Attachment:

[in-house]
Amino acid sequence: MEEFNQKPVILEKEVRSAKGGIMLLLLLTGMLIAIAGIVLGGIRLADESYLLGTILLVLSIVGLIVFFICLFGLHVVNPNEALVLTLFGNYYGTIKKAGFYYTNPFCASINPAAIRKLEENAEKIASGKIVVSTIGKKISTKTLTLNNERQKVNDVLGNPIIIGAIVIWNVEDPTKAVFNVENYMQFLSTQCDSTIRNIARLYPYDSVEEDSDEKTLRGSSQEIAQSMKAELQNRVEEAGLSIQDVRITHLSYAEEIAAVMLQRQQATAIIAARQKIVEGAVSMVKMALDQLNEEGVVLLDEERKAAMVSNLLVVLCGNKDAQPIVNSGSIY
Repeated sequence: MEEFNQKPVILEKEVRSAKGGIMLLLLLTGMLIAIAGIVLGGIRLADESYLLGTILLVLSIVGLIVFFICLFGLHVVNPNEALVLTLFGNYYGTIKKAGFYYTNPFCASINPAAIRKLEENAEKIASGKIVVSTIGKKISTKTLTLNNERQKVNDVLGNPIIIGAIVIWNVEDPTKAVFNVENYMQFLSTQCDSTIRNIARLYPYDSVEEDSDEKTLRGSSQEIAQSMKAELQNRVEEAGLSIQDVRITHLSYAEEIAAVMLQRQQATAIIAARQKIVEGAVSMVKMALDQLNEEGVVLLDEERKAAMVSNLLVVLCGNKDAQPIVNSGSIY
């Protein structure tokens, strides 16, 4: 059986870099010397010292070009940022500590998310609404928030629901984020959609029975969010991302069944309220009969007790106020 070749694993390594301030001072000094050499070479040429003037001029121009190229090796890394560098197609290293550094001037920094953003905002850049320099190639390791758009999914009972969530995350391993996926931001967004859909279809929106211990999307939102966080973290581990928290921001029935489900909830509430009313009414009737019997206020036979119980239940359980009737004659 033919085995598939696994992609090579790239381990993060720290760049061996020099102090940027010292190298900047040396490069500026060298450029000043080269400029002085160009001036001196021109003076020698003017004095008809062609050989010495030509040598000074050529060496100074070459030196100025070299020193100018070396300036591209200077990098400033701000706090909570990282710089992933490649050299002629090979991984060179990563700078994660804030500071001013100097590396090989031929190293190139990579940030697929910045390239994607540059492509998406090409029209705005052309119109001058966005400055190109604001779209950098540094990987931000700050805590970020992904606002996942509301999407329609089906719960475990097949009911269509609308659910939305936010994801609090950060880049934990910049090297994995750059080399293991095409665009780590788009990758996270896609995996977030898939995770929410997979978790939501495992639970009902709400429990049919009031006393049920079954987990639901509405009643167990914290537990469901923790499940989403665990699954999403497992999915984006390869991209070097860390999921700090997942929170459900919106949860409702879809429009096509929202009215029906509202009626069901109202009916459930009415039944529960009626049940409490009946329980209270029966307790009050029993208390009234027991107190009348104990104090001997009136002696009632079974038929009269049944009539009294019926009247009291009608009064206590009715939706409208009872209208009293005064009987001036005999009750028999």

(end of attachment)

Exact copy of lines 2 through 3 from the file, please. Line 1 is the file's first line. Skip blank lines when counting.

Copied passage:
Amino acid sequence: MEEFNQKPVILEKEVRSAKGGIMLLLLLTGMLIAIAGIVLGGIRLADESYLLGTILLVLSIVGLIVFFICLFGLHVVNPNEALVLTLFGNYYGTIKKAGFYYTNPFCASINPAAIRKLEENAEKIASGKIVVSTIGKKISTKTLTLNNERQKVNDVLGNPIIIGAIVIWNVEDPTKAVFNVENYMQFLSTQCDSTIRNIARLYPYDSVEEDSDEKTLRGSSQEIAQSMKAELQNRVEEAGLSIQDVRITHLSYAEEIAAVMLQRQQATAIIAARQKIVEGAVSMVKMALDQLNEEGVVLLDEERKAAMVSNLLVVLCGNKDAQPIVNSGSIY
Repeated sequence: MEEFNQKPVILEKEVRSAKGGIMLLLLLTGMLIAIAGIVLGGIRLADESYLLGTILLVLSIVGLIVFFICLFGLHVVNPNEALVLTLFGNYYGTIKKAGFYYTNPFCASINPAAIRKLEENAEKIASGKIVVSTIGKKISTKTLTLNNERQKVNDVLGNPIIIGAIVIWNVEDPTKAVFNVENYMQFLSTQCDSTIRNIARLYPYDSVEEDSDEKTLRGSSQEIAQSMKAELQNRVEEAGLSIQDVRITHLSYAEEIAAVMLQRQQATAIIAARQKIVEGAVSMVKMALDQLNEEGVVLLDEERKAAMVSNLLVVLCGNKDAQPIVNSGSIY